Gastroenteritis in Adults and Older Children

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PatientPlus articles are written by UK doctors and are based on research evidence, UK and European Guidelines. They are designed for health professionals to use, so you may find the language more technical than the condition leaflets.

See also: Food Poisoning in Children written for patients

Gastroenteritis is a nonspecific term used to describe a condition in which there is a combination of nausea, vomiting, diarrhoea and abdominal pain. The term is usually taken to mean those of infectious origin. See also separate article Gastroenteritis in Children.

  • Gastroenteritis is caused by a variety of viral (eg, norovirus, rotavirus and adenovirus), bacterial (eg, Campylobacter spp., Escherichia coli O157, Salmonella spp., Shigella spp., or toxins from Staphylococcus aureus, Bacillus cereus or Clostridium perfringens) and parasitic pathogens (eg, Cryptosporidium spp., Entamoeba histolytica (amoebiasis) or Giardia lamblia).
  • About 20% of the UK population develop infectious intestinal disease each year.[1] 
  • Viral infections cause 30-40% of gastroenteritis cases in industrialised countries. The figure is higher for children. Norovirus is the most common cause of viral infectious gastroenteritis in adults in England and Wales. Adenovirus and rotavirus are much less common in teenagers than in younger children.
  • The 2014 Ebola virus outbreak is one of the largest Ebola outbreaks in history and the first in West Africa.
  • The causative agent for most cases of gastroenteritis is never isolated and the responsible agent never diagnosed. Management is not usually dependent upon cause.

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Risk factors

  • Poor personal hygiene and lack of sanitation increase the incidence.
  • A compromised immune system leaves the patient vulnerable to gastroenteritis - eg, AIDS.
  • Achlorhydria increases risk, especially for Salmonella spp. and Campylobacter spp. Achlorhydria may also result from acid-suppressing drugs.
  • Infection may arise from poorly cooked food, cooked food that has been left too long at room temperature or from uncooked food such as shellfish. Insufficient reheating of food not only fails to kill bacteria but may speed up multiplication and increase the bacterial load ingested. Even if reheating of cooked food kills bacteria, enterotoxins such as staphylococcal exotoxin, are not destroyed.

The history may well give an indication of cause. The incubation period for viruses is usually about a day, for bacillary dysentery a few hours to four days and for parasites seven to ten days.

  • Epidemics in this country are usually caused by a rotavirus but norovirus is a common cause of 'winter vomiting'.
  • Bloody diarrhoea should arouse suspicion of bacterial infection, especially E. coli O157 or, after return from an exotic location, it may be E. histolytica. Salmonella spp. is also a possibility.
  • Pyrexia in adults often suggests an invasive organism as the cause, although many other illnesses can induce fever and diarrhoea, especially in children who generally are febrile with any type of infective gastroenteritis.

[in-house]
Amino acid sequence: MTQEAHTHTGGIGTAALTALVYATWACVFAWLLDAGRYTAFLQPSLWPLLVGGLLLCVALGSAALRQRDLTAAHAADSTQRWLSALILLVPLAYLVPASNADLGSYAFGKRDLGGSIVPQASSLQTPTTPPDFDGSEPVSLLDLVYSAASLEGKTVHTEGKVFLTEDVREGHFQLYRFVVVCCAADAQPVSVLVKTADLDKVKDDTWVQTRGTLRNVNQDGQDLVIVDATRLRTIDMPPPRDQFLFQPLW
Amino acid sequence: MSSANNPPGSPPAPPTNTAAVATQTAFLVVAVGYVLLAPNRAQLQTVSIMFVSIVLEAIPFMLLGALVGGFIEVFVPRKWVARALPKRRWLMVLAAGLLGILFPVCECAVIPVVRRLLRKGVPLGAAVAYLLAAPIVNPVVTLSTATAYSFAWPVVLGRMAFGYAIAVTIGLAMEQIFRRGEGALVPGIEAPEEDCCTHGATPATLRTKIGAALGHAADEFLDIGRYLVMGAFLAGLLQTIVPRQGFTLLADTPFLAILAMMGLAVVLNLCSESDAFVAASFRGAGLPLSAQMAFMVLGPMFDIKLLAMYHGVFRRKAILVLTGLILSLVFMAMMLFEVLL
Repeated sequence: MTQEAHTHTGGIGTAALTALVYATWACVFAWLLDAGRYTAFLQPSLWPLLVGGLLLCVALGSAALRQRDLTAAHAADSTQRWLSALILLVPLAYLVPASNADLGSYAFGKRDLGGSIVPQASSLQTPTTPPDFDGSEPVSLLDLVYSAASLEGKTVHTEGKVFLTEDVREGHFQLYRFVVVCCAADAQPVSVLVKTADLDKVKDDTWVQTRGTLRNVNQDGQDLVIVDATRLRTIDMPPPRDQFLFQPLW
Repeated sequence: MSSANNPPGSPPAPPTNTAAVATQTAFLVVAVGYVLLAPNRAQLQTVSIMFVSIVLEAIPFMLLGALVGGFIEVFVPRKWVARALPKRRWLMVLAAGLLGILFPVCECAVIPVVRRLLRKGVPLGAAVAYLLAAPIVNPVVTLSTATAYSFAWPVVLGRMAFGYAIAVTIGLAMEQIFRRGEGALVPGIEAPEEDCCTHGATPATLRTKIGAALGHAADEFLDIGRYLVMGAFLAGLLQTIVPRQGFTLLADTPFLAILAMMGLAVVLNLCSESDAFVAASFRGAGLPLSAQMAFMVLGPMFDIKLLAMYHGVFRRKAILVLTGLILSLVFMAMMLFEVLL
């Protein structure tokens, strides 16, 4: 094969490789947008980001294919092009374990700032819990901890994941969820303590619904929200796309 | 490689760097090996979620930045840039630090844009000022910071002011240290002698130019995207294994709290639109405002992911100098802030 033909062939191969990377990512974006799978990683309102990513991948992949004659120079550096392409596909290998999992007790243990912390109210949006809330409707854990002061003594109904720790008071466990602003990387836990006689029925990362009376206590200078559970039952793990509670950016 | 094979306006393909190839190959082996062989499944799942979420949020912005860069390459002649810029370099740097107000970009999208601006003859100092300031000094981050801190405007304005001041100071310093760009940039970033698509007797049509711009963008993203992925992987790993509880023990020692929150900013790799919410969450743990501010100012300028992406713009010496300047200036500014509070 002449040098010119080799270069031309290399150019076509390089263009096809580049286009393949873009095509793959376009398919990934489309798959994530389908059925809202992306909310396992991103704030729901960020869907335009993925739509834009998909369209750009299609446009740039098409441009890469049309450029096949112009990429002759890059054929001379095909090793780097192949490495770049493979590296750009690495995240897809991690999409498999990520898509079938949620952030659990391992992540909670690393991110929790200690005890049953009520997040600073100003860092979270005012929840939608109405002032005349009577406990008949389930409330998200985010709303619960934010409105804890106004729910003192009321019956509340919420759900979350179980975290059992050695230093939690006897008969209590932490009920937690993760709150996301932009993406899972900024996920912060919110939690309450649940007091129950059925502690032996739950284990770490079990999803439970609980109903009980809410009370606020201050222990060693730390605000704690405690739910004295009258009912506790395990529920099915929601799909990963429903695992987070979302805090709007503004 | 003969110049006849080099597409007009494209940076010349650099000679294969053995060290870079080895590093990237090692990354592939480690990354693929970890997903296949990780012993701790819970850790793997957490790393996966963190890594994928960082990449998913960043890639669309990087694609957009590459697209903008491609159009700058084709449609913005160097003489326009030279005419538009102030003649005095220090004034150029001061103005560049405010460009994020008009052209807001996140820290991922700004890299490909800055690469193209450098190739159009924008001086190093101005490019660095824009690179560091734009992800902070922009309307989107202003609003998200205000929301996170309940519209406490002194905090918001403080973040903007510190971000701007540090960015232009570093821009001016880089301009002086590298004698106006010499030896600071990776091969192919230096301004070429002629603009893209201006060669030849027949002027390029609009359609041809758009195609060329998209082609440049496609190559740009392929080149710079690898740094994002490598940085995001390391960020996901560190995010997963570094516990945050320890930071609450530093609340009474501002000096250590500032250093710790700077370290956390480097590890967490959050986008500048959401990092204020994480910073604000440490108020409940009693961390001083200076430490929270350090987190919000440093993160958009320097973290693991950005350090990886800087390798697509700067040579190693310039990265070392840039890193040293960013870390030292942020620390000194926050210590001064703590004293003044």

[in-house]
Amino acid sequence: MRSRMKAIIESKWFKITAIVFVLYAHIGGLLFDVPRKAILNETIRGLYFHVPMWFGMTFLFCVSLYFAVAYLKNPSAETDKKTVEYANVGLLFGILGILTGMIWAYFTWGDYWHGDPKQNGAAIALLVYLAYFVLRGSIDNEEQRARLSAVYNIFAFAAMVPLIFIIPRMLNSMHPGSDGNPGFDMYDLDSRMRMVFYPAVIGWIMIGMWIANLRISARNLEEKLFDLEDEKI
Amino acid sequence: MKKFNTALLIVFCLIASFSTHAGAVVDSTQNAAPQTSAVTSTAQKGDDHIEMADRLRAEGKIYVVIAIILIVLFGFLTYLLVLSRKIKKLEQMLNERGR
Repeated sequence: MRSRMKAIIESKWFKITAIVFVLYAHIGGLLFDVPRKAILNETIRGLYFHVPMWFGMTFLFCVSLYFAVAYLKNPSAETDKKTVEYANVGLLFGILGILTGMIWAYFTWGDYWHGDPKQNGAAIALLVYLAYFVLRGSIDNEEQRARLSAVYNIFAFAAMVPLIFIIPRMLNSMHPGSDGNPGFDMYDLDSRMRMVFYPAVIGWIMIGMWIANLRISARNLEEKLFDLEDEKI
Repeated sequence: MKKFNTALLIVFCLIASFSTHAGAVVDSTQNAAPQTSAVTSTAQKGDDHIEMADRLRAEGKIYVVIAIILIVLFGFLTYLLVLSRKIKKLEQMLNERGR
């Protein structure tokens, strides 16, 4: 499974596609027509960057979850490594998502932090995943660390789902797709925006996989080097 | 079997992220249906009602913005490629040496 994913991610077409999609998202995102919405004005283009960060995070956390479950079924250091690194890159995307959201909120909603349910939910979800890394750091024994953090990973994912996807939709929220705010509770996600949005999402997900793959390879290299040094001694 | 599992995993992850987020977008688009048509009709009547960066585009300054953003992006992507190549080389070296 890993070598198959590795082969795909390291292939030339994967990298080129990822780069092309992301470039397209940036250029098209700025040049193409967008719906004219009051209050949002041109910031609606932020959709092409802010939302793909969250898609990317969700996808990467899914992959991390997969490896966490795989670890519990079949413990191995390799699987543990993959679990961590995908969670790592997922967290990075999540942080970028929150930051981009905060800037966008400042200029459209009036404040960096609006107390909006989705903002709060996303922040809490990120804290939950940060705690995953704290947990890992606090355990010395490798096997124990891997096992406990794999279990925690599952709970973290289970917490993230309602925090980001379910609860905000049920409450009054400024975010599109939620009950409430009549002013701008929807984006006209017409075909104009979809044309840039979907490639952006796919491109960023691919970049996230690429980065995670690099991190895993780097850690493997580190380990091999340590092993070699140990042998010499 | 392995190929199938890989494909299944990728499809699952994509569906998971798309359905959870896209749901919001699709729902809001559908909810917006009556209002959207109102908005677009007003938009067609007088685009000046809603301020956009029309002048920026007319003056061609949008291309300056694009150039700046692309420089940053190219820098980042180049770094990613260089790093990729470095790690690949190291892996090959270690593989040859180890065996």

• Check temperature, blood pressure, pulse rate and and respiratory rate.
  • Perform a thorough abdominal examination, particularly to consider other possible diagnoses - eg, appendicitis.
  • Assess for features of dehydration:
    • Mild dehydration: lassitude, anorexia, nausea, light-headedness, postural hypotension.
    • Moderate dehydration: apathy, tiredness, dizziness, muscle cramps, dry tongue, sunken eyes, reduced skin elasticity, postural hypotension (systolic blood pressure >90 mm Hg), tachycardia, oliguria.
    • Severe dehydration: profound apathy, weakness, confusion (leading to coma), shock, tachycardia, marked peripheral vasoconstriction, systolic blood pressure <90 mm Hg, oliguria or anuria.
  • Stool investigations - microscopy (include ova, cysts and parasites), culture and sensitivity:
    • A stool sample should be sent for microbiological investigation if: 
      • There is blood and/or mucus in the stool.
      • The patient is immunocompromised.
    • Sending a stool sample should be considered if: 
      • The patient has recently been abroad to anywhere other than western Europe, North America, Australia or New Zealand.
      • The diarrhoea has not improved by day seven.
      • There is uncertainty about the diagnosis of gastroenteritis.
  • Unwell patients may need blood tests - eg, FBC, renal function and electrolytes.
  • Other tests will depend on the clinical scenario - eg, bowel distension requires imaging.

Not all diarrhoea or vomiting is gastroenteritis and other causes must be considered. The following list is far from complete; however, it gives some other causes of diarrhoea or vomiting but not usually both. See also separate article Chronic Diarrhoea in Adults.

Both dysentery and food poisoning are notifiable diseases. The laboratory may report the isolation to the relevant authority but it is better to duplicate notification than to overlook it. Notification is a statutory duty.

  • Arrange emergency admission to hospital if the patient is vomiting and unable to retain oral fluids, or there are features of shock or severe dehydration.
  • Other factors when considering admission include recent foreign travel, older age, poor home circumstances and low level of support, fever, bloody diarrhoea, abdominal pain and tenderness, faecal incontinence, diarrhoea lasting more than ten days, co-existing medical conditions and drug therapy (eg, systemic steroids, angiotensin-converting enzyme (ACE) inhibitors, diuretics).

The aims of management may be summarised as to identify the extent of dehydration and to treat accordingly and to educate patients in the management and prevention of gastroenteritis - eg, hand washing.